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PEJE announces the retirement of its Leadership Line after more than a decade of successful service

The PEJE Leadership Line, a free, hour-long (give or take) phone or Skype call with a coach, has been an efficient and effective way for Jewish day school leaders to get helpful, actionable advice on a variety of concerns and challenges. With PEJE’s increased focus on financial sustainability and with more avenues available by which schools can access such coaching, we are retiring the PEJE Leadership Line. However, before the line is closed, we want to honor the service and the people who made it work.

Background

At our founding in 1997, PEJE was first dedicated to the creation of Jewish day schools. Today, we are the leading provider of programs, knowledge, and resources designed to help Jewish day schools operate more effectively, perform more successfully, and sustain themselves financially. While maintaining a lean organizational structure, we have always been committed to being responsive to any need or request that any Jewish day school presented.

According to Sharon Haselkorn, our Vice President of Endowment, Coaching and Curriculum, “About 10 or 12 years ago, we were getting many calls, which usually came to our executive director, with questions about governance, starting a new school, financial challenges, and other very strategic issues. We realized it would be helpful to have a dedicated line for day school professionals and volunteer leaders who wanted more help.”

Enter Shulamith Elster

That was the start of the PEJE Leadership Line, a valuable service that has enjoyed a very high satisfaction rate over the years. In one user survey, 89% of respondents said they were highly likely to recommend the Leadership Line to their colleagues.

Staffing the line has been the job of Shulamith Elster, a lifelong educator with an Ed.D. from George Washington University and an honorary doctorate from the Jewish Theological Seminary. Prior to assuming her role as a PEJE consultant and coach, Shulamith served the Charles E. Smith Jewish Day School in Rockville, MD, for 25 years, including as its headmaster. She was the Chief Education Officer of the Commission of Jewish Education in North America.

“A decade ago, few PEJE staff had professional Jewish day school experience,” she says. “Josh Elkin, the founding Executive Director of PEJE, asked if I would be interested in doing the PEJE Leadership Line. It seemed a natural extension of the work I had been doing, so I said yes.” Shulamith’s breadth of experience and dedication to Jewish day school education made her a logical choice. She has kept schools coming back for more over the years and received many letters of personal gratitude from those she has counseled.

Fielding calls, making a difference

In its first year, the Leadership Line received 100 calls, and the numbers grew steadily over the first few years. Callers have included heads of school, board chairs, and development and admission officers. According to Shulamith, the types of calls received on the Leadership Line haven’t changed a lot over time – the most common issues include looking for a new head of school or a new chair of the board, reconfiguring the board, and other governance-related matters.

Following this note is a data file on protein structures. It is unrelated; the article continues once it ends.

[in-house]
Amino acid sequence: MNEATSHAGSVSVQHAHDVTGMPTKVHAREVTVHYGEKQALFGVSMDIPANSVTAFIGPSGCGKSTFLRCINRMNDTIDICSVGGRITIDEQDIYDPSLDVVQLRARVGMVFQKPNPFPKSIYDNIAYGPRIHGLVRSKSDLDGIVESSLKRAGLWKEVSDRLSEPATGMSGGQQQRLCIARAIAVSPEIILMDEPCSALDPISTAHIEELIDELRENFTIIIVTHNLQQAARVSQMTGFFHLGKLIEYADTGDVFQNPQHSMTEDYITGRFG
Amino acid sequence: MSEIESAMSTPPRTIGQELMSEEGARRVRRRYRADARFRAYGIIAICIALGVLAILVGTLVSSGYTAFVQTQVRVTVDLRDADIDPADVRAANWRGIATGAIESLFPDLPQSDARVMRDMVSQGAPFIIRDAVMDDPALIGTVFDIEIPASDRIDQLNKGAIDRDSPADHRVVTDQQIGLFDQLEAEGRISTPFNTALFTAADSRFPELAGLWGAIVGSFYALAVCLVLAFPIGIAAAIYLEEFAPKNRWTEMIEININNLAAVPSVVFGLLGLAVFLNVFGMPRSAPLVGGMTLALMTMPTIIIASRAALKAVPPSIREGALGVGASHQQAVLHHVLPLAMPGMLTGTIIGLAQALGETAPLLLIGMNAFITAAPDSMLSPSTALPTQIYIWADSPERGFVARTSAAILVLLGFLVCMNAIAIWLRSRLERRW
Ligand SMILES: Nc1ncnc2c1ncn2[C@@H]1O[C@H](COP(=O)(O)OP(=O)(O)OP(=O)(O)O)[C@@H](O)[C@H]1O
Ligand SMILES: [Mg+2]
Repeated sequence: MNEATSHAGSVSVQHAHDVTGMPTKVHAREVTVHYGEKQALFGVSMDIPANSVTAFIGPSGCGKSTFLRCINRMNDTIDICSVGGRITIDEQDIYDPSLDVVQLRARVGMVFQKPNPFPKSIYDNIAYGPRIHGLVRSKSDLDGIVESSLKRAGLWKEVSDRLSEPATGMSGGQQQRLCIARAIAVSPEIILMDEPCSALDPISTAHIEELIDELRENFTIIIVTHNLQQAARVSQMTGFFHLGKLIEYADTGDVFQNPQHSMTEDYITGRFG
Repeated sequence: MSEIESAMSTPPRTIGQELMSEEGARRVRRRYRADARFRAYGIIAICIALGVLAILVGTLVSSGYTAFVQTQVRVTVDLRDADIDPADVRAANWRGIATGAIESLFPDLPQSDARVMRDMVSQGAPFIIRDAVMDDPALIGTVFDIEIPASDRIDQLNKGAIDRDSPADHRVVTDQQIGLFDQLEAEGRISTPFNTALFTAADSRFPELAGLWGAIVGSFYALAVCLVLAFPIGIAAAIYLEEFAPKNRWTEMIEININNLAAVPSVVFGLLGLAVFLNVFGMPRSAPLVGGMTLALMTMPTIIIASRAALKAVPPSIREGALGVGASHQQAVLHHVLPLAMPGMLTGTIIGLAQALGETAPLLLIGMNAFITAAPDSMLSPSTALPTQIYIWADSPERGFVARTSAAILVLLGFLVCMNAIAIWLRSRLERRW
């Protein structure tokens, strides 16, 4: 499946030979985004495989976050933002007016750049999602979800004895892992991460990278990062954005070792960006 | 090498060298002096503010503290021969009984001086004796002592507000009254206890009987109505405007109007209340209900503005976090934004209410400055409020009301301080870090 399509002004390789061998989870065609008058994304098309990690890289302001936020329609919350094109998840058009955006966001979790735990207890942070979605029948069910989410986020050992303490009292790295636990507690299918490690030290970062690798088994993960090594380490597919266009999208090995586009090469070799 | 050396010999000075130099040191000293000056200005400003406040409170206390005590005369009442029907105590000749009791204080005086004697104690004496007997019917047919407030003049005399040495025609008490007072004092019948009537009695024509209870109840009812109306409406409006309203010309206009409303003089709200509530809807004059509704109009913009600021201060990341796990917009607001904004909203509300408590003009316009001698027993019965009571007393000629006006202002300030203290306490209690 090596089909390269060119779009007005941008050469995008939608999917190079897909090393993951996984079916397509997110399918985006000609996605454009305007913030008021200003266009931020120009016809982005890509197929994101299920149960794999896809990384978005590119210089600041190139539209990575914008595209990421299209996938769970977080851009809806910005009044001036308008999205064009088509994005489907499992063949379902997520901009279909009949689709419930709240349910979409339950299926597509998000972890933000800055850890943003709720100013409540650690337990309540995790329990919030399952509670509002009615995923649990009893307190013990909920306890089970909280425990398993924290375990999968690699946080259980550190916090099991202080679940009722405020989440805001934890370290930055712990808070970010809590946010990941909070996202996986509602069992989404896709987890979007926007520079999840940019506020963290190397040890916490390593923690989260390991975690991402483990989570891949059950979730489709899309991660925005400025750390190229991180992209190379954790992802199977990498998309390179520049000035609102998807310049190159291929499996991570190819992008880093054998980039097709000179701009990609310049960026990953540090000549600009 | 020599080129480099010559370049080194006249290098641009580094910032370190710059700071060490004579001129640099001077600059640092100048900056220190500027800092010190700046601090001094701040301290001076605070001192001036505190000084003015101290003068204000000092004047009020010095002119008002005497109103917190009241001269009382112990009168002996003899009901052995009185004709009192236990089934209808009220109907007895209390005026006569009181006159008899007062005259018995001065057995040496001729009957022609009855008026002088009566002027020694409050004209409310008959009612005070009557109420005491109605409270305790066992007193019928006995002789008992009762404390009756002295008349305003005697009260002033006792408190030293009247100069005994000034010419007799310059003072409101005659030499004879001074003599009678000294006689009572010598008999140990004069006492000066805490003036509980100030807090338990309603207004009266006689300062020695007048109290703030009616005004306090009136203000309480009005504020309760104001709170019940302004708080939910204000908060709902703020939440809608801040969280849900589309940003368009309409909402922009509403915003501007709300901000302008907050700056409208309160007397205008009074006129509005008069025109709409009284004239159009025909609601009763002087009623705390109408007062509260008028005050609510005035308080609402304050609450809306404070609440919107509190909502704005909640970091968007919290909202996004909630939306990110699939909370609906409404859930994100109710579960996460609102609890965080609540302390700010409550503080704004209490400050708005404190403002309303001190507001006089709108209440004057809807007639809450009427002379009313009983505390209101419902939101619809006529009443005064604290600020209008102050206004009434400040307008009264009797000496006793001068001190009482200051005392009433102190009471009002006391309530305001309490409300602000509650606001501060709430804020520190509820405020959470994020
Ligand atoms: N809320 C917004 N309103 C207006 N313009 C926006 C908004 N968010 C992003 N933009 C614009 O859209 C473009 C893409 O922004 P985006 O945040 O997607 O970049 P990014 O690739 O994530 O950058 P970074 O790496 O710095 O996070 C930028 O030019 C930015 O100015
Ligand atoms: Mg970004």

“When staffing the Leadership Line, I’ve often had the Butterball Turkey Hotline in mind,” Shulamith says with her typical disarming charm. “My focus has been what I can do to address the immediate presenting problem, as well the longer term. Because when people call, there’s usually an immediate solution they need help with, but that solution also has an effect on the future direction of the school.”

From the outset, PEJE has been committed to using outside experts to provide coaching. The PEJE Leadership Line was, therefore, a service that brought a wealth of knowledge and experience to Jewish day schools. It was about establishing best practices and making schools aware of resources rather than promoting a PEJE-specific agenda.

 “Increasingly, PEJE has become focused on helping schools in the area of financial sustainability: tuition revenue and raising philanthropic dollars,” Sharon says. “More of the calls we’ve gotten are in those areas, which are, of course, extremely important, and we want people to continue to come to us with those kinds of questions.”

As we are ending the line in its current form, Sharon notes, “We are working with a consortium of four other national day school organizations to determine the best and most effective model to serve the Jewish day school field, so the Leadership Line, or something very much like it, could be reintroduced in the future.”

As Shulamith heads toward a well-deserved retirement, consider the scope of objectives she helped fulfill for callers to the Leadership Line:

  • Expand horizons and extend influence
  • Motivate individual performance
  • Encourage deeper connections
  • Stimulate dialogue
  • Assess strengths and identify potential
  • Boost morale and increase participation
  • Raise consciousness and create successful outcomes
  • Focus attention on critical issues
  • Support the leadership agenda
  • Raise questions that lead to answers

Whatever the future may hold, it is clear that the Leadership Line has been an extremely valuable and effective resource for Jewish day school leaders all across the country.

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